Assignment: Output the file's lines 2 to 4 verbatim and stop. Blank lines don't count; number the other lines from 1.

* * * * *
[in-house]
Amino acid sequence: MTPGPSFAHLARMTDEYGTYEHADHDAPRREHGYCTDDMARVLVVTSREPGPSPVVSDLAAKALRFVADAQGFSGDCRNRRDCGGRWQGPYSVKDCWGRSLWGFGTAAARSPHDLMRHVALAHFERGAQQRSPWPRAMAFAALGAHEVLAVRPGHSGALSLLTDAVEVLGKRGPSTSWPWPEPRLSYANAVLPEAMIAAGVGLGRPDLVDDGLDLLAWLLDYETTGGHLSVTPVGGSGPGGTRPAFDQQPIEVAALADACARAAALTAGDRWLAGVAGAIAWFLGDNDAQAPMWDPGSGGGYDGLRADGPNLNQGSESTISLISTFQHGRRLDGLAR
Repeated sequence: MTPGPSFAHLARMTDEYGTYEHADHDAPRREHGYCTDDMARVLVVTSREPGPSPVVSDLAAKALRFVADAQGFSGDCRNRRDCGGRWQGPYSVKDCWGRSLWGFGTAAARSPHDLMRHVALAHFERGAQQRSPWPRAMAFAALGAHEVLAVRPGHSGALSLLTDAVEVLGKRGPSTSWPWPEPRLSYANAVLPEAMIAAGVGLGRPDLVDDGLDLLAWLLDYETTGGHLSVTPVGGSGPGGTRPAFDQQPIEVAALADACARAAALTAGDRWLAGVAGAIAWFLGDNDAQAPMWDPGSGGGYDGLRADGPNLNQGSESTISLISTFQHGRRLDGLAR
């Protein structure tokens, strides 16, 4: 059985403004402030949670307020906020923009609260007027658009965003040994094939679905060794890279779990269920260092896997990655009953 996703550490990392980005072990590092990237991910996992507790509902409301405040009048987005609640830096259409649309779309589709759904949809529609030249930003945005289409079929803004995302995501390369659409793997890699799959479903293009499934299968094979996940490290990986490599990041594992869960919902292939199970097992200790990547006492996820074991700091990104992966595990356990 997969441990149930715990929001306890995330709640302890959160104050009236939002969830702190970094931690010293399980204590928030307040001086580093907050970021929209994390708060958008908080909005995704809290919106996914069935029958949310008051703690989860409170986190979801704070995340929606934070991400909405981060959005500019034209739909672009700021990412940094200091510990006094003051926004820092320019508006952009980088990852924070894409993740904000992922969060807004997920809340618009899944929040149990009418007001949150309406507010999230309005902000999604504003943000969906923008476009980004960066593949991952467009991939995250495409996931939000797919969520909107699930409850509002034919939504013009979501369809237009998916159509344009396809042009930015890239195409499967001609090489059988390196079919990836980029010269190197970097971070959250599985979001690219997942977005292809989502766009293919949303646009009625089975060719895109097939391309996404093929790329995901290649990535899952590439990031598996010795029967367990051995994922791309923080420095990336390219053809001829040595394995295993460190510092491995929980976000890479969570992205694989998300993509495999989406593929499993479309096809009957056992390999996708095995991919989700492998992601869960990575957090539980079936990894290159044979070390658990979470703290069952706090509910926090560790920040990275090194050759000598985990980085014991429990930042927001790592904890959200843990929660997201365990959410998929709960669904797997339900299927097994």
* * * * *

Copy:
Amino acid sequence: MTPGPSFAHLARMTDEYGTYEHADHDAPRREHGYCTDDMARVLVVTSREPGPSPVVSDLAAKALRFVADAQGFSGDCRNRRDCGGRWQGPYSVKDCWGRSLWGFGTAAARSPHDLMRHVALAHFERGAQQRSPWPRAMAFAALGAHEVLAVRPGHSGALSLLTDAVEVLGKRGPSTSWPWPEPRLSYANAVLPEAMIAAGVGLGRPDLVDDGLDLLAWLLDYETTGGHLSVTPVGGSGPGGTRPAFDQQPIEVAALADACARAAALTAGDRWLAGVAGAIAWFLGDNDAQAPMWDPGSGGGYDGLRADGPNLNQGSESTISLISTFQHGRRLDGLAR
Repeated sequence: MTPGPSFAHLARMTDEYGTYEHADHDAPRREHGYCTDDMARVLVVTSREPGPSPVVSDLAAKALRFVADAQGFSGDCRNRRDCGGRWQGPYSVKDCWGRSLWGFGTAAARSPHDLMRHVALAHFERGAQQRSPWPRAMAFAALGAHEVLAVRPGHSGALSLLTDAVEVLGKRGPSTSWPWPEPRLSYANAVLPEAMIAAGVGLGRPDLVDDGLDLLAWLLDYETTGGHLSVTPVGGSGPGGTRPAFDQQPIEVAALADACARAAALTAGDRWLAGVAGAIAWFLGDNDAQAPMWDPGSGGGYDGLRADGPNLNQGSESTISLISTFQHGRRLDGLAR
């Protein structure tokens, strides 16, 4: 059985403004402030949670307020906020923009609260007027658009965003040994094939679905060794890279779990269920260092896997990655009953 996703550490990392980005072990590092990237991910996992507790509902409301405040009048987005609640830096259409649309779309589709759904949809529609030249930003945005289409079929803004995302995501390369659409793997890699799959479903293009499934299968094979996940490290990986490599990041594992869960919902292939199970097992200790990547006492996820074991700091990104992966595990356990 997969441990149930715990929001306890995330709640302890959160104050009236939002969830702190970094931690010293399980204590928030307040001086580093907050970021929209994390708060958008908080909005995704809290919106996914069935029958949310008051703690989860409170986190979801704070995340929606934070991400909405981060959005500019034209739909672009700021990412940094200091510990006094003051926004820092320019508006952009980088990852924070894409993740904000992922969060807004997920809340618009899944929040149990009418007001949150309406507010999230309005902000999604504003943000969906923008476009980004960066593949991952467009991939995250495409996931939000797919969520909107699930409850509002034919939504013009979501369809237009998916159509344009396809042009930015890239195409499967001609090489059988390196079919990836980029010269190197970097971070959250599985979001690219997942977005292809989502766009293919949303646009009625089975060719895109097939391309996404093929790329995901290649990535899952590439990031598996010795029967367990051995994922791309923080420095990336390219053809001829040595394995295993460190510092491995929980976000890479969570992205694989998300993509495999989406593929499993479309096809009957056992390999996708095995991919989700492998992601869960990575957090539980079936990894290159044979070390658990979470703290069952706090509910926090560790920040990275090194050759000598985990980085014991429990930042927001790592904890959200843990929660997201365990959410998929709960669904797997339900299927097994």